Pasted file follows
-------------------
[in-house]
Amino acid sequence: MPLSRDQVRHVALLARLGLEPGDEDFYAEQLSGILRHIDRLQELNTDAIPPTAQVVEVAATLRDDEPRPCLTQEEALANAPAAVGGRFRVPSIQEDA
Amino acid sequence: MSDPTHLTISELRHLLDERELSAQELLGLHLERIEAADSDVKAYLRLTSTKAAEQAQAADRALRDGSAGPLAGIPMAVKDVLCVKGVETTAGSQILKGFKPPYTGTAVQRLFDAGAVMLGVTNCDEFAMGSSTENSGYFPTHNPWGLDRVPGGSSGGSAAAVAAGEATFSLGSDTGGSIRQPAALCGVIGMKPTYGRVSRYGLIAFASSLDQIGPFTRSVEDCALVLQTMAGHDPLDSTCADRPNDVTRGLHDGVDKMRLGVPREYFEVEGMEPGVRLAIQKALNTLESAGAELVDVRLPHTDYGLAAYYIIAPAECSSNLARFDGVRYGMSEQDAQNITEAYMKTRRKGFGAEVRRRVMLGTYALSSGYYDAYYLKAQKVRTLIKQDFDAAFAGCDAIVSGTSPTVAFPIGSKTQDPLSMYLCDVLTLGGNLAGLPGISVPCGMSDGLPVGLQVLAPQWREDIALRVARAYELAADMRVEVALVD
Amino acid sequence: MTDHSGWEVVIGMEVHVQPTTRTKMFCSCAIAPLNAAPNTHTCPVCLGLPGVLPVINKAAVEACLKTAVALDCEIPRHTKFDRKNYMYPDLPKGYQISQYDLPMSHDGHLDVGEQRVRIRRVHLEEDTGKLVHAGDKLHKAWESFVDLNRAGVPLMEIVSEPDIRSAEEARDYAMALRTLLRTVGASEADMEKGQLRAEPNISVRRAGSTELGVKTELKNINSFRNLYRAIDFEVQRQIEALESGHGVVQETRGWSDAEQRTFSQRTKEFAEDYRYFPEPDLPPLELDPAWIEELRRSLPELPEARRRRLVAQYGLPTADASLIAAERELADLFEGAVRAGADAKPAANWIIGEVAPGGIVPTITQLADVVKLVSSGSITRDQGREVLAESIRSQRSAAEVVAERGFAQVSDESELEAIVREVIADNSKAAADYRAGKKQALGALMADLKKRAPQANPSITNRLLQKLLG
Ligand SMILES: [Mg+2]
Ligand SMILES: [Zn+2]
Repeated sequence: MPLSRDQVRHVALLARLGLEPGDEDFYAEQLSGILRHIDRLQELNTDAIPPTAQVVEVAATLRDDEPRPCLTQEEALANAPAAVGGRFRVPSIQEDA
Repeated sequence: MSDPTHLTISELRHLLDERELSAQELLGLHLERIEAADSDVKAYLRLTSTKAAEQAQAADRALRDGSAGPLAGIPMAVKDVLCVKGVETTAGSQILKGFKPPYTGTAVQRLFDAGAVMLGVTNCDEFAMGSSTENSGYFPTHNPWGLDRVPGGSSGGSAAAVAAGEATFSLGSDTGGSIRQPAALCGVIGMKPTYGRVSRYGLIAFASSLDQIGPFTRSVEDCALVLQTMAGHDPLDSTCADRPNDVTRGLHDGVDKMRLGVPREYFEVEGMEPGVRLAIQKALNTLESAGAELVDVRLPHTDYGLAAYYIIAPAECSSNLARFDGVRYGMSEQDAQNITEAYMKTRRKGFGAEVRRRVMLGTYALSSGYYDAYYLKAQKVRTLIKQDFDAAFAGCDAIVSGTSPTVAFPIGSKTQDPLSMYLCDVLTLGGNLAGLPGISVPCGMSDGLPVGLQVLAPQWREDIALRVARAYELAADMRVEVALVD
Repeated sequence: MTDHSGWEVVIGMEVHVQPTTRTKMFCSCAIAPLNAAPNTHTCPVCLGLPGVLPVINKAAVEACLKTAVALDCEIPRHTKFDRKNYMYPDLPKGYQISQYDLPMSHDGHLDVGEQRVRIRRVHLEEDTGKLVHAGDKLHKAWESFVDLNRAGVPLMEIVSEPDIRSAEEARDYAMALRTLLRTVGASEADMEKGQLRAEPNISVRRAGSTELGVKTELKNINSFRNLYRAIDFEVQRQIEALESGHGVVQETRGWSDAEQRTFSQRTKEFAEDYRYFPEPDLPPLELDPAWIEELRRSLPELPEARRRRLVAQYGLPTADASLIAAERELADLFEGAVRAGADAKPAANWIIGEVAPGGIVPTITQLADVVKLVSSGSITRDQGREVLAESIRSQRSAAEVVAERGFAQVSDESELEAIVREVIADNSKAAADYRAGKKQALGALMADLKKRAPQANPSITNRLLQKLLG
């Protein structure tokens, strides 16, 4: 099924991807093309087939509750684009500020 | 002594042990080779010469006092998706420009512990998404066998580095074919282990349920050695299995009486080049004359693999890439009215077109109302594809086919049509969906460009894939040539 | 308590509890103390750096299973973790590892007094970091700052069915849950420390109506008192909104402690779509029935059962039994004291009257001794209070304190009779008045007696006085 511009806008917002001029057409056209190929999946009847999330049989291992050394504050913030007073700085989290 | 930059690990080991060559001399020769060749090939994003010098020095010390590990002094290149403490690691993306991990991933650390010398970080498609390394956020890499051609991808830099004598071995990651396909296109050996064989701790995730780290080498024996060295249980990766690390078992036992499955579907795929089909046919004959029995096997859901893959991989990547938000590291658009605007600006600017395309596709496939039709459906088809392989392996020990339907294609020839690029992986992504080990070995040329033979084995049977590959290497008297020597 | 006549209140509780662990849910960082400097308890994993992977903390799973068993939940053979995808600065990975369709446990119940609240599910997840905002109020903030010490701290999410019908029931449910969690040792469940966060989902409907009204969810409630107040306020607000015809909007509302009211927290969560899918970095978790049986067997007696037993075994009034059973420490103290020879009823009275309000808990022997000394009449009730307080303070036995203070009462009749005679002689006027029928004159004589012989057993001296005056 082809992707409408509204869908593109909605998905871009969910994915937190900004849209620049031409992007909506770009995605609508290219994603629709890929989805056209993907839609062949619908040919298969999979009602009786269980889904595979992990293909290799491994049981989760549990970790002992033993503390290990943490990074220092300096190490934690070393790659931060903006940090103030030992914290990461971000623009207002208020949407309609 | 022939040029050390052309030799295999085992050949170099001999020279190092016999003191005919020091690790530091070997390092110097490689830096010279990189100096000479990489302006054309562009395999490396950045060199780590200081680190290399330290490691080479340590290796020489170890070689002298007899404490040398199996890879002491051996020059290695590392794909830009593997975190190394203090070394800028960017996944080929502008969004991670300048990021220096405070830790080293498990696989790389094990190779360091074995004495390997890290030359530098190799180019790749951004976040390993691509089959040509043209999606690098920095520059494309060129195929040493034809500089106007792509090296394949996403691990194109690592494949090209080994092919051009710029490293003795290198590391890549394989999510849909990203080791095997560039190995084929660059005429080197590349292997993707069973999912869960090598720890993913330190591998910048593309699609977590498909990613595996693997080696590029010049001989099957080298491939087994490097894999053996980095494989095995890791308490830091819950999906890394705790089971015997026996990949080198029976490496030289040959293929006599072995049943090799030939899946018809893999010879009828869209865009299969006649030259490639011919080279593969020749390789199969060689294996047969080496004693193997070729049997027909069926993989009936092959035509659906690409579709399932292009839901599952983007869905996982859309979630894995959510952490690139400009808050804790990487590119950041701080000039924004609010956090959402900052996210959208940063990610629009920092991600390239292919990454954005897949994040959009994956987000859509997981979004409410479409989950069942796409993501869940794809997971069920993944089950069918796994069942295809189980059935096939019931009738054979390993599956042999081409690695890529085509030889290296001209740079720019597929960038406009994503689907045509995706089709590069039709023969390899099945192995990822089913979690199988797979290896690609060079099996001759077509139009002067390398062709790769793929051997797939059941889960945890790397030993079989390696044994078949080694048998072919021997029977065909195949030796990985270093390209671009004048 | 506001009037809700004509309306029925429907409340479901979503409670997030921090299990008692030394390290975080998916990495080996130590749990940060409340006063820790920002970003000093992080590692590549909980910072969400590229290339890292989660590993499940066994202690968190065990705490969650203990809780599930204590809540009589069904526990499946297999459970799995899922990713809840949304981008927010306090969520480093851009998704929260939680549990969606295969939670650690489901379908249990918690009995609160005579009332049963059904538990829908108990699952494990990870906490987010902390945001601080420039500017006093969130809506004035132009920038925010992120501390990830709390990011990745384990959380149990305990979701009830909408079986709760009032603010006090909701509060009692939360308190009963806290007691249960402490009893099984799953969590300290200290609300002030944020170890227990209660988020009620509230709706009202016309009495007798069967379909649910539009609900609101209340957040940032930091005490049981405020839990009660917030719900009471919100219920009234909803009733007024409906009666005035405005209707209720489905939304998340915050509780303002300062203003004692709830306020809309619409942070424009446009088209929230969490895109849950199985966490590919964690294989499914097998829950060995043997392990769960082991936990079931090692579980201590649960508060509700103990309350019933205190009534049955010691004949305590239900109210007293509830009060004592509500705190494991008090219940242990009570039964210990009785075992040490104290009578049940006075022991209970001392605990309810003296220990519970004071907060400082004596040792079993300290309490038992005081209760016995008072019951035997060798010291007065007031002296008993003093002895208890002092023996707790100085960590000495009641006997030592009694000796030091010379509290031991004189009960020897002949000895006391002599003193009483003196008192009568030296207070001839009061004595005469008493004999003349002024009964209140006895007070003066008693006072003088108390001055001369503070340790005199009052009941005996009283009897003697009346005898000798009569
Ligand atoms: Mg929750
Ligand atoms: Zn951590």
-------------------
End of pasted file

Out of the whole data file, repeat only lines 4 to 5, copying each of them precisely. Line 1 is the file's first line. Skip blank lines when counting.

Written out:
Amino acid sequence: MTDHSGWEVVIGMEVHVQPTTRTKMFCSCAIAPLNAAPNTHTCPVCLGLPGVLPVINKAAVEACLKTAVALDCEIPRHTKFDRKNYMYPDLPKGYQISQYDLPMSHDGHLDVGEQRVRIRRVHLEEDTGKLVHAGDKLHKAWESFVDLNRAGVPLMEIVSEPDIRSAEEARDYAMALRTLLRTVGASEADMEKGQLRAEPNISVRRAGSTELGVKTELKNINSFRNLYRAIDFEVQRQIEALESGHGVVQETRGWSDAEQRTFSQRTKEFAEDYRYFPEPDLPPLELDPAWIEELRRSLPELPEARRRRLVAQYGLPTADASLIAAERELADLFEGAVRAGADAKPAANWIIGEVAPGGIVPTITQLADVVKLVSSGSITRDQGREVLAESIRSQRSAAEVVAERGFAQVSDESELEAIVREVIADNSKAAADYRAGKKQALGALMADLKKRAPQANPSITNRLLQKLLG
Ligand SMILES: [Mg+2]